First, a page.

The research by Dr Melissa Kaltner forms part of what is believed to be Australia’s first study of the incidence of Abusive Head Trauma (AHT) in children aged two years and under.
“Abusive Head Trauma in infants is caused by aggressive behaviour or violent shaking (shaken baby syndrome),” said Dr Kaltner, who completed her PhD under the supervision of Professor Justin Kenardy from Centre of National Research on Disability and Rehabilitation Medicine (CONROD).
Previous studies indicated parents of affected babies confessed that crying sparked their actions.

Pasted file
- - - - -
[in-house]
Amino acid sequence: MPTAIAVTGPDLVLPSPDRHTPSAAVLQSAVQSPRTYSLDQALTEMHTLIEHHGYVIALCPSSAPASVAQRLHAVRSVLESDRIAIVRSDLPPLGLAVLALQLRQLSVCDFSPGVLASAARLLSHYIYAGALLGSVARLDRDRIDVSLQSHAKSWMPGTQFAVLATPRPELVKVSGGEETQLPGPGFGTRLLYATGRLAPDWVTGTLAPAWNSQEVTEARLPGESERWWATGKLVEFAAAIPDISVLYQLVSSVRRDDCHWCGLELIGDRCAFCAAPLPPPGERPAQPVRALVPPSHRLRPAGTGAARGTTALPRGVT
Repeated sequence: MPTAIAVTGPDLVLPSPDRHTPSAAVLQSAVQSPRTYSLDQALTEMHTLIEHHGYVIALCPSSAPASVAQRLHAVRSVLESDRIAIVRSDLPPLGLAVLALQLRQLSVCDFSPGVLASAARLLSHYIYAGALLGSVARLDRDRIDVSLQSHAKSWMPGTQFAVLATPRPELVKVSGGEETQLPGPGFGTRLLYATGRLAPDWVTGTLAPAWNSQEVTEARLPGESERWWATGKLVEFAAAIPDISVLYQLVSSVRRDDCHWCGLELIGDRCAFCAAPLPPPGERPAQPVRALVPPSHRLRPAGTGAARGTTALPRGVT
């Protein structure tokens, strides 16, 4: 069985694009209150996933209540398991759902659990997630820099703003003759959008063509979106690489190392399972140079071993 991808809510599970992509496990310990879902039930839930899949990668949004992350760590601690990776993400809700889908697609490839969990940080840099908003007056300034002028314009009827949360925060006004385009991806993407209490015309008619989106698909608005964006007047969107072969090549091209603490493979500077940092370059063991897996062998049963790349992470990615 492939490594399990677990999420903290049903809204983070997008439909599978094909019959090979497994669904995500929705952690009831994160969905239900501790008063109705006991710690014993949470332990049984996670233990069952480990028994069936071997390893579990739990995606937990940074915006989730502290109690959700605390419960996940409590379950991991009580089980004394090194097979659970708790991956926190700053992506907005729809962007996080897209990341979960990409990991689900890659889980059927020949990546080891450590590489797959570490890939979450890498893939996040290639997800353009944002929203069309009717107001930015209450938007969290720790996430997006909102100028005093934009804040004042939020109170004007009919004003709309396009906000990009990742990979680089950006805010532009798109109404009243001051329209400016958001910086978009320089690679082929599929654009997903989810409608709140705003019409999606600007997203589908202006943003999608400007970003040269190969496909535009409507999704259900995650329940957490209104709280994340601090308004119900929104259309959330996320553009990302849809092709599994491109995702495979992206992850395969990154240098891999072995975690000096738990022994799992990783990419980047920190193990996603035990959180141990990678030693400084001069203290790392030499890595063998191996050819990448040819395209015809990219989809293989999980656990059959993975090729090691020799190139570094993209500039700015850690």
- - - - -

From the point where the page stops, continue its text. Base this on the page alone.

“The most common symptoms associated with Abusive Head Trauma (AHT) include vomiting, poor feeding, fever, irritability, lethargy, bruising, swelling and bone fractures,” Dr Kaltner said.
“In severe cases of injury, brain and retinal haemorrhages were also found to occur.
“My research revealed that 30 percent of infants who experienced severe AHT died of their injuries. Those who survive are often left with lifelong disability,” she said.
Sydney-based Westmead Hospital is currently running the Crying Baby Program that aims to educate parents on the risks associated with infant shaking and provides practical tips on dealing with crying babies.
Dr Kaltner hopes to commence a similar project in an effort to prevent such injuries in Queensland.
Media: Dr Melissa Kaltner (0457 883 834) or Divya Parthasarathy at UQ Communications (07 3365 2049)